All About Our House
Two newlyweds decide to build their dream home, and hire an old friend named Yanagisawa to design it. Unfortunately, Yanagisawa isn’t licensed to build homes, so they call in the wife’s father, a retired carpenter, to help out. When Yanagisawa’s contemporary ideas clash with the old carpenter’s traditional Japanese methods, the project becomes a huge mess.
- Stars:Toshiaki Karasawa, Kunie Tanaka, Naoki Tanaka, Akiko Yagi, Tsuyoshi Ihara, Akira Shirai, Nobuo Yana, Takashi Ebata, Shôbun Inoue, Hyôe Enoki, Teruo Matsuyama, Kojiro Matsumoto, Yôko Nogiwa, Jitsuko Yoshimura, Michiko Shimizu,
- Director:Kôki Mitani, Kôki Mitani,
- Writer:Kôki Mitani (screenplay)
Two newlyweds decide to build their dream home, and hire an old friend named Yanagisawa to design it. Unfortunately, Yanagisawa isn’t licensed to build homes, so they call in the wife’s father, a retired carpenter, to help out. When Yanagisawa’s contemporary ideas clash with the old carpenter’s traditional Japanese methods, the project becomes a huge mess. . You can read more in Google, Youtube, Wiki
All About Our House torrent reviews
(us) wrote: This movie is like comfort food - familiar, sentimental and comforting. Which is not a bad thing.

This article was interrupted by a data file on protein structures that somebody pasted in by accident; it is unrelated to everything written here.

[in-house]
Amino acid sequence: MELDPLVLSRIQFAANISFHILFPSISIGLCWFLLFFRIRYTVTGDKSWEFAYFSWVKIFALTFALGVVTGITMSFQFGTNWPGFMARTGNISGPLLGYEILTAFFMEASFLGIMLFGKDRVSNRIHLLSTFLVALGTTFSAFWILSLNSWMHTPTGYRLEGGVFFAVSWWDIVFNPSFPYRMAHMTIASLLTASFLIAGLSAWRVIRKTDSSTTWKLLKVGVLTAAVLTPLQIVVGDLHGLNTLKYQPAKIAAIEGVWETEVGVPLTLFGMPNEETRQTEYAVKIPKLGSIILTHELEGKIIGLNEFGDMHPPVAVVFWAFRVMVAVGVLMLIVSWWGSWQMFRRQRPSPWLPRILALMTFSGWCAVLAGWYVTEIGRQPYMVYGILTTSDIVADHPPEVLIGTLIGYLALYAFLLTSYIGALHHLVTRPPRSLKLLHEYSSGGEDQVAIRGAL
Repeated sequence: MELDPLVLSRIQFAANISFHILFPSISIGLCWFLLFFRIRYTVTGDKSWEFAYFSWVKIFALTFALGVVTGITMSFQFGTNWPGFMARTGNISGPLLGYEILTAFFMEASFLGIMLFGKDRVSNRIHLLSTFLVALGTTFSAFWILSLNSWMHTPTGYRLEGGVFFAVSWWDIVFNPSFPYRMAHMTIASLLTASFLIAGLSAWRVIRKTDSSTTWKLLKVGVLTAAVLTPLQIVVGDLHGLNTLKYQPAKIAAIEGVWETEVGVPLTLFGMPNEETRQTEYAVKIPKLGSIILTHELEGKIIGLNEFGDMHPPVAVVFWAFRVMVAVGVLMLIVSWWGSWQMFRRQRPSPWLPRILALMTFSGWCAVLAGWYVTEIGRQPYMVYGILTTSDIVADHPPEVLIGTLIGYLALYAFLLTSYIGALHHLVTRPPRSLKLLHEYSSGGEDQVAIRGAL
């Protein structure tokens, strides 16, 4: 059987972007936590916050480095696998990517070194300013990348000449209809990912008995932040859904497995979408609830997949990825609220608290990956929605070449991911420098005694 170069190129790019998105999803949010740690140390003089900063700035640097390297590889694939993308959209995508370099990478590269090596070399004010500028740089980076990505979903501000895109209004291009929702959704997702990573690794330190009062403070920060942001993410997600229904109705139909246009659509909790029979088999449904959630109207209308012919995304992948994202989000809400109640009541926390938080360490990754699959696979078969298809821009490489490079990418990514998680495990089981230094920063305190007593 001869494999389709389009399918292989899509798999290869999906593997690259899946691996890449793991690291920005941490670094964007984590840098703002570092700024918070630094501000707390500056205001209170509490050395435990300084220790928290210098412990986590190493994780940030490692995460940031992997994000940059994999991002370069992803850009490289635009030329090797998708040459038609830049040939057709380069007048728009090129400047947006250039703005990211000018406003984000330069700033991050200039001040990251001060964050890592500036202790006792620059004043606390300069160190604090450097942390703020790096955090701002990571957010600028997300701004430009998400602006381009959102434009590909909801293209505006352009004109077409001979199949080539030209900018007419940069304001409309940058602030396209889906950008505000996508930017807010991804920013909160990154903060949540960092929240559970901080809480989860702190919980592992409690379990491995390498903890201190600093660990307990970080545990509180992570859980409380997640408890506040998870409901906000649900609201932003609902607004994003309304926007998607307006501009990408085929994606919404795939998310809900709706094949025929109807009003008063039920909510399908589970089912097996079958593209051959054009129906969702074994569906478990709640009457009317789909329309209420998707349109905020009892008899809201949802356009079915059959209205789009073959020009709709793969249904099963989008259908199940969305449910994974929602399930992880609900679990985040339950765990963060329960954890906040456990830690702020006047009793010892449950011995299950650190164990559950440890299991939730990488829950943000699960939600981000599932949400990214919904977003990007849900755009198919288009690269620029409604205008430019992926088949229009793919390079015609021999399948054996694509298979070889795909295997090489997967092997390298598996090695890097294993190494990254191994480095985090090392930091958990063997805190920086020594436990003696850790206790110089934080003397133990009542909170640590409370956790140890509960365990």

(nl) wrote: En medio de los impulsos esenciales del ser humano, esta pelcula trata de indagar en los lmites de una sociedad moderna.
(gb) wrote: Very funny in a sweet way
(it) wrote: Overrated film by an overrated director who--without the element of shock/repulsion--seems lost.
(br) wrote: The french one was much better
(mx) wrote: If you love fun family films that are zany and ridiculous, this one's for you. If you value plot, character development, top-notch special effects and pristine cinematography... stay away. But how could you NOT like Paco, the stereotypical Mexican kid who lovingly calls Herbie "Ocho!?"
(ca) wrote: Not a fan of Ben Stiller
(ru) wrote: As soon as that first image of a budding sunrise on the horizon appears on the screen and you hear that tribal yell, you know you're about to watch something spectacular. Today, it stands as one of many legendary scenes from what is the epitome of a true Disney masterpiece. Part "National Geographic" expedition, part epic drama, upon its release it was unlike anything ever released in the animation industry. With a level of artistry in which almost any still image could be mistaken for a landscape painting, the spectacles induce wonder, and the music strikes with a powerful chord as vocals of African chants supplement a riveting score by Hans Zimmer. Yet the movie accomplishes something amazing in an entirely different aspect. Despite its grandeur and awe-inspiring production, it manages to live and breathe in an affecting, original script that philosophizes ideas of death, duty, and coming-of-age. The jokes still hit, and the musical numbers have evolved into no less than modern pop culture anthems. What I'm trying to say is it's pretty good.
(us) wrote: fascinating concept. I seriously couldn't find a flaw to the logic. Very. Very intriguing. And I particularly enjoyed the anti-dogmatic sentiment.